Would you die for your country? I know many that proudly say they would, but don’t think I know of any Aussie who honestly believes that. To sacrifice your life, the only one you’ll have so others might have a chance at a better one. I couldn’t say I would, but that’s not to say I wouldn’t. Juxtaposed against the Vietnamese, I don’t think I’ve met anyone who wouldn’t sacrifice their lives – especially the young. It’s the least they could do to return the favour to their ‘uncles’ and ‘aunts’; who had once upon a time not long suffered terrible injustice, many sacrificing their lives so they could have the chance to have a better one. That was over forty years ago now, but future generations here will still carry on many traits passed on and if the call came tomorrow, most people wouldn’t hesitate to courageously go to war.

As much as I love our multicultural existence in Australia I fear, that now days, with so many different races, religions, beliefs and freedoms that we have – I can’t see our society ever being as strong as it may need to be. We aren’t really all on the same page at the moment, which is lovely, but also kinda scary. Our ‘steel’ hasn’t been tempered by fire and ice – no matter how much young Australians think it has – and of course I hope it never has to be either.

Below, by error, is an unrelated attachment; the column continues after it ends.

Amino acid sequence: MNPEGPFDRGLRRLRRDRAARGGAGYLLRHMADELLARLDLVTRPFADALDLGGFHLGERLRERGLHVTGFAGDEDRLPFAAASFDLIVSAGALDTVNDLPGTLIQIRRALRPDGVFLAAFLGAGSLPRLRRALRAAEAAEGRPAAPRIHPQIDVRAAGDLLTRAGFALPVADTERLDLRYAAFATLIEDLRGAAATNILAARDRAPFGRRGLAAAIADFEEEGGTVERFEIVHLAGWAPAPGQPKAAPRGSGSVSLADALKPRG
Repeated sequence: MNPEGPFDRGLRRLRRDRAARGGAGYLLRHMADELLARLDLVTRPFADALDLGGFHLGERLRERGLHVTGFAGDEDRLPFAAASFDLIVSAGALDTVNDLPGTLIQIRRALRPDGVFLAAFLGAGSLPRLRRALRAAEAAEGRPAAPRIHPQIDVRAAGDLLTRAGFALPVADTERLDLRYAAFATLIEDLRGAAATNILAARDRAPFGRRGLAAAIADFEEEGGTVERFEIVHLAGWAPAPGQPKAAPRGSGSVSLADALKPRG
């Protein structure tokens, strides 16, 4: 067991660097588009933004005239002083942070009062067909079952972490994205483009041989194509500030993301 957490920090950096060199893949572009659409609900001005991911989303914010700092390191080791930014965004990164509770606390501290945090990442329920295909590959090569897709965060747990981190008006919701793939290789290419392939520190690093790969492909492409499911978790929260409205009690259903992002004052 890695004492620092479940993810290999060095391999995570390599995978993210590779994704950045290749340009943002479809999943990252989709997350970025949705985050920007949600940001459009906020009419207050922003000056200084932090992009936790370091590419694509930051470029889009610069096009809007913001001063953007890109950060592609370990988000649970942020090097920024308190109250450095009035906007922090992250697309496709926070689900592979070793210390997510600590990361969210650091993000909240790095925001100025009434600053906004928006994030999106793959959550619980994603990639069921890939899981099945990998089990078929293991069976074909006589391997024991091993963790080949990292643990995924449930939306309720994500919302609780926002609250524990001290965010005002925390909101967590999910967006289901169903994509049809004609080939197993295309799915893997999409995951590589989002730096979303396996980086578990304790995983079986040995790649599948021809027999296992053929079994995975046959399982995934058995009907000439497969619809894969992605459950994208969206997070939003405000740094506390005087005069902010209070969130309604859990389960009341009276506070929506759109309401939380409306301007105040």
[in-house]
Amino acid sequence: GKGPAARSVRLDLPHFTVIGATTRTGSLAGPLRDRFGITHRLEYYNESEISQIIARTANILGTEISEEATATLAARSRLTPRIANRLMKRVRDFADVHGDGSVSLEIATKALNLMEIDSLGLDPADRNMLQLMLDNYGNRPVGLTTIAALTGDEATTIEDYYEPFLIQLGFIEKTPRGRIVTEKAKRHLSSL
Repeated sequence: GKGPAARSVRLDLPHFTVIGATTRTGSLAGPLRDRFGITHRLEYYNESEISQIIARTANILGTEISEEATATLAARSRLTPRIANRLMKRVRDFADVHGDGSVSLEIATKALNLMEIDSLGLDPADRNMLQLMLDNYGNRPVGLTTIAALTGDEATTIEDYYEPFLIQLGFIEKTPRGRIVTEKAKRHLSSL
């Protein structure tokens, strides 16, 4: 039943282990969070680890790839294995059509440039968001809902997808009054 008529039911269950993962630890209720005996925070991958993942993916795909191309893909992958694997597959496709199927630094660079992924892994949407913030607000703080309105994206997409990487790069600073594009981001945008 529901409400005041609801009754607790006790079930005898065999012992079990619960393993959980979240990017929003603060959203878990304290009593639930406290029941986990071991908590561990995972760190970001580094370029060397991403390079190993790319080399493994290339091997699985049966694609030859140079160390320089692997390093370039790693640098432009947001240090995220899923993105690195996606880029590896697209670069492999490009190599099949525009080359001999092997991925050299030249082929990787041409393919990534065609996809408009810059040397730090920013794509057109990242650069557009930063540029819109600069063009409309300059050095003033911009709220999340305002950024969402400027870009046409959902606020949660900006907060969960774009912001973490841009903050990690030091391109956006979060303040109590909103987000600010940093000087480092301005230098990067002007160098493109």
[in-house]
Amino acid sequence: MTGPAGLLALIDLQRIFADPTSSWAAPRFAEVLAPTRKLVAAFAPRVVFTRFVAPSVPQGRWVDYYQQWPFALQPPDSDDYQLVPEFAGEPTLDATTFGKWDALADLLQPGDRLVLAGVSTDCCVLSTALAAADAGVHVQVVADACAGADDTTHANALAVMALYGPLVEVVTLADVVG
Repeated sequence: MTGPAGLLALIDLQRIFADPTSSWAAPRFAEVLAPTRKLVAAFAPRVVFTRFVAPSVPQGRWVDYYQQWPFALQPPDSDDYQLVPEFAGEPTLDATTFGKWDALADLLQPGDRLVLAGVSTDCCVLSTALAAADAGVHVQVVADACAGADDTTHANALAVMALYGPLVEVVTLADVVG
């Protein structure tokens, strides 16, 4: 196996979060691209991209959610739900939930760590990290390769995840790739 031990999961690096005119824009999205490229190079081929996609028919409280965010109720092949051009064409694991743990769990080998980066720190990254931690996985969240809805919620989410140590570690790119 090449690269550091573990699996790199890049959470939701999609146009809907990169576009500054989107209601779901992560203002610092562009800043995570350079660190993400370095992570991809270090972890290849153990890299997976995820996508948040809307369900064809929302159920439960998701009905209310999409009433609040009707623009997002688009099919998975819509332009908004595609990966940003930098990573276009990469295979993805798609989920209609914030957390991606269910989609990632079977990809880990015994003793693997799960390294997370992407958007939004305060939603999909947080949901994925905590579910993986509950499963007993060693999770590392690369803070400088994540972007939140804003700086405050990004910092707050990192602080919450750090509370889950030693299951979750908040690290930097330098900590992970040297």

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One thought on “Vietnamese are stronger

  1. Australia is one of the luckiest countries in the world! We enjoy the freedom of democracy in a relatively safe country. We are isolated by the distance from other nations, however we should never be complacent.

    We would be ignorant to believe that distance would keep us from invasion; however invasion can take it’s form in political, social and economical to de-stabilization.

    The many different cultures who call Australia home have created a wonderful tapestry that should be celebrated. It is only the minority who’s fear and ignorance would cast the first stone.

    Australia has not seen the fire and ice that would temper them, however after the recent siege in Sydney, I can only comment that Australians and residents would unite to face all odds if needed.

    Great blog Mark – very thought provoking!